Most infections are caused by one of two main types of germs:
bacteria or viruses. Most coughs and sore throats (and all
caused by viruses, meaning that antibiotics cannot help. In
fact, The American Academy of Pediatrics (AAP) makes this
clear, advising: “antibiotics should not be used to treat
Children receive a disproportionate number of antibiotic
prescriptions, particularly to treat upper respiratory infections.
Evidence suggests that many times, these prescriptions are
unnecessary because they are given not for URIs, but for viral
infections such as the common cold.
Apparently many doctors aren’t paying attention to this information.
Consider the results of a three-part study published last
year in the journal Pediatrics. Survey responses from
366 pediatricians and family physicians were compared with
published recommendations on diagnosis and treatment of URIs;
patient charts from 25 randomly selected pediatricians were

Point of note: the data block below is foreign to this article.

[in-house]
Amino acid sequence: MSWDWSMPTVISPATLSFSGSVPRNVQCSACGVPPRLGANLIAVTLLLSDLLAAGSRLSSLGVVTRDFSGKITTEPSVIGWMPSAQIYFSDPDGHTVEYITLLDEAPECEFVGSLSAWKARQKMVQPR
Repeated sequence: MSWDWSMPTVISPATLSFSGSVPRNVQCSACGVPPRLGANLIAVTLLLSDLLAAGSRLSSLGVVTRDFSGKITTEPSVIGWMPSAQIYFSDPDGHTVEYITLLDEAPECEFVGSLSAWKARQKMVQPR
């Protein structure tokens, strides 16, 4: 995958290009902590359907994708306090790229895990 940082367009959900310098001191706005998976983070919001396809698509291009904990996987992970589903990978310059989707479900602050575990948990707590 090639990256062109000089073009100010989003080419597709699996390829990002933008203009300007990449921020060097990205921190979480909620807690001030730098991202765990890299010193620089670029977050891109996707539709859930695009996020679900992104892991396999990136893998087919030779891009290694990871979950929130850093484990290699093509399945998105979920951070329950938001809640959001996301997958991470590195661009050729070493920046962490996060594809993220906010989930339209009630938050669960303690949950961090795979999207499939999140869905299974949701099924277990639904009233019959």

reviewed; and a sample of parents from each practice was interviewed
Although 97% of physicians agreed that antibiotic overuse
is a major factor contributing to resistance, many did not
follow recently published recommendations for judicious antibiotic
use: 86% prescribed antibiotics for bronchitis regardless
of the duration of cough, and 42% prescribed antibiotics inappropriately
for the common cold. Most revealing perhaps was the observation
that physicians who prescribed antibiotics more prudently
had up to 30% less total office visits per child per year.
In other words, more isn’t necessary better, especially not
when it comes to antibiotics! Talk to your doctor about the
pros and cons of antibiotic use, and about the many effective
nonpharmaceutical alternatives available.
Watson RL, Dowell SF, Jayaraman M, et al. Antimicrobial use
for pediatric upper respiratory infections: reported practice,
actual practice, and parent beliefs. Pediatrics, Dec.
1999: Vol. 104, No. 6, pp1251-57.